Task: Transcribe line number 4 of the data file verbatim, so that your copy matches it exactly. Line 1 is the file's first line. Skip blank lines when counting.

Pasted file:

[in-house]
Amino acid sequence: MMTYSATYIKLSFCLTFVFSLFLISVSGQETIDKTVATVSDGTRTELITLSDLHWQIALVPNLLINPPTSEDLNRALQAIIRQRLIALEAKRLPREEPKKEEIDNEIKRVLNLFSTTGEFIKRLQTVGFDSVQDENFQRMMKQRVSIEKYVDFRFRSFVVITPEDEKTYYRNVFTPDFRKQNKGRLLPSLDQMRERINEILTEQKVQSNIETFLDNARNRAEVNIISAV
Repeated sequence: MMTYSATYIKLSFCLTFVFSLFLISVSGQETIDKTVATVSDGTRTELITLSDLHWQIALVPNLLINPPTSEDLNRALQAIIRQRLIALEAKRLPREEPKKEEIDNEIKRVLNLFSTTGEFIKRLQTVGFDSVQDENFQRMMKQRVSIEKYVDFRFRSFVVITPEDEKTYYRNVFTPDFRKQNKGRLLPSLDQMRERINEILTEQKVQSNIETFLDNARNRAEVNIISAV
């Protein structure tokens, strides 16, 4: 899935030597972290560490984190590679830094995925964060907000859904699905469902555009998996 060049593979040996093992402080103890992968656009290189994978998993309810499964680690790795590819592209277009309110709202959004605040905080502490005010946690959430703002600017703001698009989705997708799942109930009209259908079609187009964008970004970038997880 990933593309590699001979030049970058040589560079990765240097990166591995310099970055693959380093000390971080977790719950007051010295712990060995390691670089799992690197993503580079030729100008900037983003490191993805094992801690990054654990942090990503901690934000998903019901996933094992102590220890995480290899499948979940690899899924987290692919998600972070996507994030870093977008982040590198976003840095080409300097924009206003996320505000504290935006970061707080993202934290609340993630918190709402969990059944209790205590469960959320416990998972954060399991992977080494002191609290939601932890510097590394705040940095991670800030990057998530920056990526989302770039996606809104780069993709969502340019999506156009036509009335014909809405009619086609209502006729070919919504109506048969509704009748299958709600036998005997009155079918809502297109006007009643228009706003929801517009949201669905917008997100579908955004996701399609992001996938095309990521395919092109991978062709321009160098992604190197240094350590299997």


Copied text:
């Protein structure tokens, strides 16, 4: 899935030597972290560490984190590679830094995925964060907000859904699905469902555009998996 060049593979040996093992402080103890992968656009290189994978998993309810499964680690790795590819592209277009309110709202959004605040905080502490005010946690959430703002600017703001698009989705997708799942109930009209259908079609187009964008970004970038997880 990933593309590699001979030049970058040589560079990765240097990166591995310099970055693959380093000390971080977790719950007051010295712990060995390691670089799992690197993503580079030729100008900037983003490191993805094992801690990054654990942090990503901690934000998903019901996933094992102590220890995480290899499948979940690899899924987290692919998600972070996507994030870093977008982040590198976003840095080409300097924009206003996320505000504290935006970061707080993202934290609340993630918190709402969990059944209790205590469960959320416990998972954060399991992977080494002191609290939601932890510097590394705040940095991670800030990057998530920056990526989302770039996606809104780069993709969502340019999506156009036509009335014909809405009619086609209502006729070919919504109506048969509704009748299958709600036998005997009155079918809502297109006007009643228009706003929801517009949201669905917008997100579908955004996701399609992001996938095309990521395919092109991978062709321009160098992604190197240094350590299997």